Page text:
Juan Zalvide

Learn More
Mutations in CCM3/PDCD10 result in cerebral cavernous malformations (CCMs), a major cause of cerebral hemorrhage. Despite intense interest in CCMs, very little is known about the function of CCM3. Here, we report that CCM3 is located on the Golgi apparatus, forming a complex with proteins of the germinal center kinase III (GCKIII) family and GM130, a(More)
Cerebral cavernous malformations (CCMs) are vascular lesions that can occur sporadically or as a consequence of inherited loss-of-function mutations, predominantly in the genes CCM1 (KRIT1), CCM2 (MGC4607, OSM, Malcavernin), or CCM3 (PDCD10, TFAR15). Inherited, familial CCM is characterized by the development of multiple lesions throughout a patient's life(More)
The Ste20 (sterile 20) proteins are a large family of serine/threonine kinases. Since their discovery a growing body of evidence has implicated them in the regulation of signaling pathways governing cell growth, cell differentiation cell death and cell volume. Approximately 30 human members have been identified based on the high degree of homology of their(More)
Little is known about the TGF-beta1 mechanism that promotes thyroid cell growth arrest. We assessed TGF-beta1 effects on Fisher rat thyroid cell line (FRTL-5). This allowed us to study TGF-beta1 action on thyroid cells in various physiological situations such as actively proliferating cells, resting cells stimulated to proliferate by the action of various(More)
GH-releasing hormone (GHRH) can induce proliferation of somatotroph cells. The pathway involving adenylyl cyclase/cAMP/protein kinase A pathway in its target cells seems to be important for this action, or at least it is deregulated in some somatotroph pituitary adenomas. We studied in this work whether GHRH can also stimulate mitogen-activated protein(More)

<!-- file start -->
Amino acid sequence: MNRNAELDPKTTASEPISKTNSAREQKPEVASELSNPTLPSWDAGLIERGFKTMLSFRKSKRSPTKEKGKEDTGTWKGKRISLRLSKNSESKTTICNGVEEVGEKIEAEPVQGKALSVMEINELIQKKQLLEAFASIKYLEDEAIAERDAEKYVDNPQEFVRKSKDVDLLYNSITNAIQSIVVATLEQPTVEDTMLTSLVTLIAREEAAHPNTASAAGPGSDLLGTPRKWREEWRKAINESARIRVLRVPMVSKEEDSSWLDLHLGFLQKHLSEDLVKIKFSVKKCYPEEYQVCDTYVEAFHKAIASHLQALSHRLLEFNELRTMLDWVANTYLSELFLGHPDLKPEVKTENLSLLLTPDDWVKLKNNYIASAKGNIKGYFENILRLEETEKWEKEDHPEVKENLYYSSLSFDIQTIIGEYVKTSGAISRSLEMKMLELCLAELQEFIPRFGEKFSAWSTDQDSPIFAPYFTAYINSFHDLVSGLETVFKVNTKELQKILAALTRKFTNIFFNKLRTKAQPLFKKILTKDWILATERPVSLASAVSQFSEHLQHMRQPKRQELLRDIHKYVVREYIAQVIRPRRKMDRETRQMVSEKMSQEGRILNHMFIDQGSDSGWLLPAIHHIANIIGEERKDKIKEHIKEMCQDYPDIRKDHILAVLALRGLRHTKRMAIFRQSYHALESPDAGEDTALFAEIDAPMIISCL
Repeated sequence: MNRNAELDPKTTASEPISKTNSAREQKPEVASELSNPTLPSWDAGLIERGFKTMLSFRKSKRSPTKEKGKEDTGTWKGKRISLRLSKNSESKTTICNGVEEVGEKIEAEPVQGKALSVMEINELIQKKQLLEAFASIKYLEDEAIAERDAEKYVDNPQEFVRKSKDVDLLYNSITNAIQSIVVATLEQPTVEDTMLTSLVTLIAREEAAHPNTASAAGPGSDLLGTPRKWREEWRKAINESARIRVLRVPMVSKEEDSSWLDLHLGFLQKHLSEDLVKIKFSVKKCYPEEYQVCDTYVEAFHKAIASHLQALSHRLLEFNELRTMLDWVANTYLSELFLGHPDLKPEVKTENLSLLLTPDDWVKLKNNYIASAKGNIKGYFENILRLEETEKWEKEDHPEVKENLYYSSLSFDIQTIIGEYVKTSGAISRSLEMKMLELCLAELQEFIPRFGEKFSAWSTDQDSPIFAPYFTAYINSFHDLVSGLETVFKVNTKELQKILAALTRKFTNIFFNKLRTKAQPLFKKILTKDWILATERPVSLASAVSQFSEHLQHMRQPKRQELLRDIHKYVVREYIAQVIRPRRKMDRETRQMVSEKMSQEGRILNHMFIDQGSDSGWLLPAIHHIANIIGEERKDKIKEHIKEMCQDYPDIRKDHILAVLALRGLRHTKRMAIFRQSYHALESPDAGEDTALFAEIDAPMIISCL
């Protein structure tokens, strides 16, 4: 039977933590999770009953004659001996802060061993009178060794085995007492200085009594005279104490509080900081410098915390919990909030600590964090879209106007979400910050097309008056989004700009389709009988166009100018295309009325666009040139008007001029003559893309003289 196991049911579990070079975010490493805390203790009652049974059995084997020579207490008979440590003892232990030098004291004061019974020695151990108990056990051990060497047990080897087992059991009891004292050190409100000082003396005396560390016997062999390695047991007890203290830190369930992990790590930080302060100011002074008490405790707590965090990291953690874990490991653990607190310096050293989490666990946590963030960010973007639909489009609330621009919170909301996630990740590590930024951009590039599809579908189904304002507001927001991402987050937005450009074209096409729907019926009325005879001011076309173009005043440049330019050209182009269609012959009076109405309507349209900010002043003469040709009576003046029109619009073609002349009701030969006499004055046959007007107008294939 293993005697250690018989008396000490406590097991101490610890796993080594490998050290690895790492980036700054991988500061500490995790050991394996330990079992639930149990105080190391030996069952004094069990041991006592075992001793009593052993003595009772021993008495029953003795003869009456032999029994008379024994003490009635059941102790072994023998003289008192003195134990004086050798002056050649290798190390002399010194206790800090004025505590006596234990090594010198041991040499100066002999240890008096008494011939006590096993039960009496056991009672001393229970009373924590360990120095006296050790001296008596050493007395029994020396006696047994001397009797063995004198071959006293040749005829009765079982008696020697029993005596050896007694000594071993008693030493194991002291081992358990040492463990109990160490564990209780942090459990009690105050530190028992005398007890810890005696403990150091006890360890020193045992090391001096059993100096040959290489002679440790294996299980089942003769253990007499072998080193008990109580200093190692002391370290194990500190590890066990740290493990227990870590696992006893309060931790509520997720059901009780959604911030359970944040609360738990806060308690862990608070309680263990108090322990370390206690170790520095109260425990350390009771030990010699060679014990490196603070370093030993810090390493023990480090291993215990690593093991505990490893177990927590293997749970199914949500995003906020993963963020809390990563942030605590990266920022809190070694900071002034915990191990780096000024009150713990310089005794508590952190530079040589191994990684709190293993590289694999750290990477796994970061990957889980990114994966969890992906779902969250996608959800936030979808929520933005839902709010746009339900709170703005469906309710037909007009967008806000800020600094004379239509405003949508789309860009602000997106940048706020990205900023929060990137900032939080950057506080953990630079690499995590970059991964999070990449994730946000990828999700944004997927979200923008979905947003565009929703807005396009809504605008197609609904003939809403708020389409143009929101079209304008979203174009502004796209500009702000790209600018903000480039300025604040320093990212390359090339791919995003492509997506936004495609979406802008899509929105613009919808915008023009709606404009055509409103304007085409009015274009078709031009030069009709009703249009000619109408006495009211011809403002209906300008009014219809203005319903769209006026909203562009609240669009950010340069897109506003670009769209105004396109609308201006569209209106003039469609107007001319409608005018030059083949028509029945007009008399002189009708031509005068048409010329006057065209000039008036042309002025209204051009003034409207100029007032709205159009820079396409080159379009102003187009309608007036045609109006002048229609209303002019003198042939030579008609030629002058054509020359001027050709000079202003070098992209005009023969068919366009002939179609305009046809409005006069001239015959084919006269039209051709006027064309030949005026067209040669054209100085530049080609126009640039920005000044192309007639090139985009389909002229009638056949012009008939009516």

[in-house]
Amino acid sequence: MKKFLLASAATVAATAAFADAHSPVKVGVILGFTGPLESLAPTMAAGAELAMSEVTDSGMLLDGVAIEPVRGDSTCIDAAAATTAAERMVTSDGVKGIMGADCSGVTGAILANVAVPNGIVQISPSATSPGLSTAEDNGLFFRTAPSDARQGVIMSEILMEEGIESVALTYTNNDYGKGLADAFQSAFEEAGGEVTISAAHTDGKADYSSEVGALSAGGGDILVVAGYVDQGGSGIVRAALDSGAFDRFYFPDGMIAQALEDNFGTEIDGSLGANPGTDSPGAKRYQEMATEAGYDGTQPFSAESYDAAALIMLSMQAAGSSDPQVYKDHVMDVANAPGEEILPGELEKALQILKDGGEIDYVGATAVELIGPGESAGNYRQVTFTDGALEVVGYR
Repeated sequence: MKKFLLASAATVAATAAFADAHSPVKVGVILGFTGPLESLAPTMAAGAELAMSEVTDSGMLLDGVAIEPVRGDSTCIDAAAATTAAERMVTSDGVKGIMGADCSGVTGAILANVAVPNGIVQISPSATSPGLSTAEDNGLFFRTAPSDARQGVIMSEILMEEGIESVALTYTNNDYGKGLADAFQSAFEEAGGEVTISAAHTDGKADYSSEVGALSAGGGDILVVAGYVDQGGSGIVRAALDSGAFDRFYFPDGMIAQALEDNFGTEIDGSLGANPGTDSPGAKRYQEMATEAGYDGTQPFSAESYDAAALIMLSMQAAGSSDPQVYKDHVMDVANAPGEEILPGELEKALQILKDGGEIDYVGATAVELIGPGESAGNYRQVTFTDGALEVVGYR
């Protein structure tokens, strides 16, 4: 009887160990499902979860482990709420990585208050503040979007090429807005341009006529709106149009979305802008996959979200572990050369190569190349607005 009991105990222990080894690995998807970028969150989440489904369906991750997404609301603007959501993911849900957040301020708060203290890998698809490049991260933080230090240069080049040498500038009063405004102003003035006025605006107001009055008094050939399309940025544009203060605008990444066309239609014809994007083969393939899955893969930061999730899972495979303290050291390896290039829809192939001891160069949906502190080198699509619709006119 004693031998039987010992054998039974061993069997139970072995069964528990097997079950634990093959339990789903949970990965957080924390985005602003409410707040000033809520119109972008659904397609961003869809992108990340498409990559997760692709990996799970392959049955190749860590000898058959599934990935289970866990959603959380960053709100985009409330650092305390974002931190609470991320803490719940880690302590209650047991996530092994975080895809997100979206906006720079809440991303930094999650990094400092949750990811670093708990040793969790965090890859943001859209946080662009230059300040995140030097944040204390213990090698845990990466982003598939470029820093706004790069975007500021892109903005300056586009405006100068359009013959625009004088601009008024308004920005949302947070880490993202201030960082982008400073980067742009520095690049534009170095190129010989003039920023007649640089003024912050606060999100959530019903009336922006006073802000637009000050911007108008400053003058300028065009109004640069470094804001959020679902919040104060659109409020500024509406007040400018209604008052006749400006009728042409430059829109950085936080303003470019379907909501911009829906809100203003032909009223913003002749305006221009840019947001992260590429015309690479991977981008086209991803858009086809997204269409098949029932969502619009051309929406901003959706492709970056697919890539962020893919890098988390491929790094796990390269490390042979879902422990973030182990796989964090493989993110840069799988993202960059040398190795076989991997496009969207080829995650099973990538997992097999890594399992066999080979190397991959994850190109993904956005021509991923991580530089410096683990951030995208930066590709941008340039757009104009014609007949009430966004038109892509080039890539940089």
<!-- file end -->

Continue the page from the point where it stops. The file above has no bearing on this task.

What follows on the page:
Undifferentiated (anaplastic) thyroid carcinoma is a highly aggressive human cancer with very poor prognosis. Although there have been a few studies of candidate treatments, the fact that it is an infrequent tumor makes it very difficult to design clinical trials. A strong association has been observed between undifferentiated thyroid carcinoma and TP53(More)
Despite intensive study, the mechanisms regulating activation of mTOR and the consequences of that activation in the ischemic heart remain unclear. This is particularly true for the setting of ischemia/reperfusion (I/R) injury. In a mouse model of I/R injury, we observed robust mTOR activation, and its inhibition by rapamycin increased injury. Consistent(More)
In 71 patients with classic invasive ductal carcinomas, levels of prothymosin alpha (PT alpha), as assayed by a radioimmunoassay that detects thymosin alpha 1 (the NH2-terminal fragment of PT alpha), were significantly greater in tumour samples than in normal breast tissue. PT alpha levels were correlated with (a) the number of positive axillary lymph nodes(More)
SOK1 is a Ste20 protein kinase of the germinal center kinase (GCK) family that has been shown to be activated by oxidant stress and chemical anoxia, a cell culture model of ischemia. More recently, it has been shown to be localized to the Golgi apparatus, where it functions in a signaling pathway required for cell migration and polarization. Herein, we(More)
Prothymosin alpha (PT-alpha) mRNA levels were evaluated at different stages during the cell cycle. NIH 3T3 cells were synchronized: (a) by serum deprivation, (b) by mitotic shake off after nocodazole arrest, and (c) by double thymidine block. Cell synchronism was estimated by flow cytometry. In cells grown in serum-free medium, PT-alpha mRNA levels were(More)